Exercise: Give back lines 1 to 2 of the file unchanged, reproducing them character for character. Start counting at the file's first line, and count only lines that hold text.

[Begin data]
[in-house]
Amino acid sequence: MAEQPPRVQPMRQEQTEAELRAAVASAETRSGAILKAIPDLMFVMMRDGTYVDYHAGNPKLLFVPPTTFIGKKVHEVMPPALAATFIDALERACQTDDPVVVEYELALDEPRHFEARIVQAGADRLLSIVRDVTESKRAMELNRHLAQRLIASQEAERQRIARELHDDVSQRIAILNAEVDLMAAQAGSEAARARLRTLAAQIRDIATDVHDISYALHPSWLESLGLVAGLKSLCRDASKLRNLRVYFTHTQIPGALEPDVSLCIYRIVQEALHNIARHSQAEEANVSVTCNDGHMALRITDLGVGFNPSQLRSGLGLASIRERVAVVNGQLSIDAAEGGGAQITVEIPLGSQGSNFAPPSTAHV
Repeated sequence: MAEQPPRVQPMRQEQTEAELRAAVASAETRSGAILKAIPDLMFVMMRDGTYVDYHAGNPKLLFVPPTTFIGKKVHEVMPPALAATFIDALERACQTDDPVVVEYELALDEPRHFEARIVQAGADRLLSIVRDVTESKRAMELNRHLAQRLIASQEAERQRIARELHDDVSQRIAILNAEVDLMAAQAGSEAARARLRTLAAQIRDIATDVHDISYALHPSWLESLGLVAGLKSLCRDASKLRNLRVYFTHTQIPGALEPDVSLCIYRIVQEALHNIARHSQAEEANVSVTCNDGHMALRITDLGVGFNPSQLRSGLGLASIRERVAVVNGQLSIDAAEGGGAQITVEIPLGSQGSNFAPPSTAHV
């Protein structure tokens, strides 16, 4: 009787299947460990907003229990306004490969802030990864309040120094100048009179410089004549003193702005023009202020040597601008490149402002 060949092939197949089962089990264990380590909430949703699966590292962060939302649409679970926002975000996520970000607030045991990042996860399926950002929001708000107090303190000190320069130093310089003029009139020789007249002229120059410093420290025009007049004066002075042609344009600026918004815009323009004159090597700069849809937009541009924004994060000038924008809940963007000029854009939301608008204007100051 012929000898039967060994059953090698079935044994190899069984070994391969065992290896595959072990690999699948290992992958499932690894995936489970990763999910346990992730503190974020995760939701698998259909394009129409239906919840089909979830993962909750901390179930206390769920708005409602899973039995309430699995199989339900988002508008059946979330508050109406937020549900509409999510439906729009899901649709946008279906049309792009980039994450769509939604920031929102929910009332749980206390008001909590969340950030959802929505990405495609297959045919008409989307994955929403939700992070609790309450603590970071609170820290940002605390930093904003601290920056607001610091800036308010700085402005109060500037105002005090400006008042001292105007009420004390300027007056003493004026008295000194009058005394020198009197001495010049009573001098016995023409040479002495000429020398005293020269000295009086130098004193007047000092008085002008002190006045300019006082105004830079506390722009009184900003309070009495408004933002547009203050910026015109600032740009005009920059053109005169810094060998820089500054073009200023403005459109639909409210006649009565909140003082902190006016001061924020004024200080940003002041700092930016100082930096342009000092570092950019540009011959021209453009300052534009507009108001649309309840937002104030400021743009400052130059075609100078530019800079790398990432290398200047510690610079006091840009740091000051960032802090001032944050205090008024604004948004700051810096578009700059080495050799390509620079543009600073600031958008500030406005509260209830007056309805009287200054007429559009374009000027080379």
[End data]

[in-house]
Amino acid sequence: MAEQPPRVQPMRQEQTEAELRAAVASAETRSGAILKAIPDLMFVMMRDGTYVDYHAGNPKLLFVPPTTFIGKKVHEVMPPALAATFIDALERACQTDDPVVVEYELALDEPRHFEARIVQAGADRLLSIVRDVTESKRAMELNRHLAQRLIASQEAERQRIARELHDDVSQRIAILNAEVDLMAAQAGSEAARARLRTLAAQIRDIATDVHDISYALHPSWLESLGLVAGLKSLCRDASKLRNLRVYFTHTQIPGALEPDVSLCIYRIVQEALHNIARHSQAEEANVSVTCNDGHMALRITDLGVGFNPSQLRSGLGLASIRERVAVVNGQLSIDAAEGGGAQITVEIPLGSQGSNFAPPSTAHV